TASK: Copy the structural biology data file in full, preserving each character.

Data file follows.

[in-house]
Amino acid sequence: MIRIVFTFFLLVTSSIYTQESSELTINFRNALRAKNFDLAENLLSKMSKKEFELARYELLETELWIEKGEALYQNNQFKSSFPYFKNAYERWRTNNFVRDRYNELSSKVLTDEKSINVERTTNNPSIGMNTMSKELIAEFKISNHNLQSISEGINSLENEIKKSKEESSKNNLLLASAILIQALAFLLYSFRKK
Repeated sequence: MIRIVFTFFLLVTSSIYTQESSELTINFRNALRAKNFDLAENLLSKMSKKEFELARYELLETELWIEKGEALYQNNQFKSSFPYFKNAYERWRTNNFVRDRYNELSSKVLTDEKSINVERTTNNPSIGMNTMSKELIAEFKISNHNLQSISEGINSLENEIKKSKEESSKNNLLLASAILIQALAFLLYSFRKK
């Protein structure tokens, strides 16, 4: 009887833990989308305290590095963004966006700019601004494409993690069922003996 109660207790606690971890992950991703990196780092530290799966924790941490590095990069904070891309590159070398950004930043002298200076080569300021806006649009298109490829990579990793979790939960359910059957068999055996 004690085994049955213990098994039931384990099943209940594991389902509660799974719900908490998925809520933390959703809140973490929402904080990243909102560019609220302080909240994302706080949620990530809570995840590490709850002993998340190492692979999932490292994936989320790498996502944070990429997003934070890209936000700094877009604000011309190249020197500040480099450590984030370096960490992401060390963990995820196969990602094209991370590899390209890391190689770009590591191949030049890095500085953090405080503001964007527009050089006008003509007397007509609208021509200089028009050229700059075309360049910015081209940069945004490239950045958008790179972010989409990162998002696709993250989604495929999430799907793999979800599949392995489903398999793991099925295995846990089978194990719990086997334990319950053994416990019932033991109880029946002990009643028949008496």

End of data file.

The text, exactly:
[in-house]
Amino acid sequence: MIRIVFTFFLLVTSSIYTQESSELTINFRNALRAKNFDLAENLLSKMSKKEFELARYELLETELWIEKGEALYQNNQFKSSFPYFKNAYERWRTNNFVRDRYNELSSKVLTDEKSINVERTTNNPSIGMNTMSKELIAEFKISNHNLQSISEGINSLENEIKKSKEESSKNNLLLASAILIQALAFLLYSFRKK
Repeated sequence: MIRIVFTFFLLVTSSIYTQESSELTINFRNALRAKNFDLAENLLSKMSKKEFELARYELLETELWIEKGEALYQNNQFKSSFPYFKNAYERWRTNNFVRDRYNELSSKVLTDEKSINVERTTNNPSIGMNTMSKELIAEFKISNHNLQSISEGINSLENEIKKSKEESSKNNLLLASAILIQALAFLLYSFRKK
């Protein structure tokens, strides 16, 4: 009887833990989308305290590095963004966006700019601004494409993690069922003996 109660207790606690971890992950991703990196780092530290799966924790941490590095990069904070891309590159070398950004930043002298200076080569300021806006649009298109490829990579990793979790939960359910059957068999055996 004690085994049955213990098994039931384990099943209940594991389902509660799974719900908490998925809520933390959703809140973490929402904080990243909102560019609220302080909240994302706080949620990530809570995840590490709850002993998340190492692979999932490292994936989320790498996502944070990429997003934070890209936000700094877009604000011309190249020197500040480099450590984030370096960490992401060390963990995820196969990602094209991370590899390209890391190689770009590591191949030049890095500085953090405080503001964007527009050089006008003509007397007509609208021509200089028009050229700059075309360049910015081209940069945004490239950045958008790179972010989409990162998002696709993250989604495929999430799907793999979800599949392995489903398999793991099925295995846990089978194990719990086997334990319950053994416990019932033991109880029946002990009643028949008496």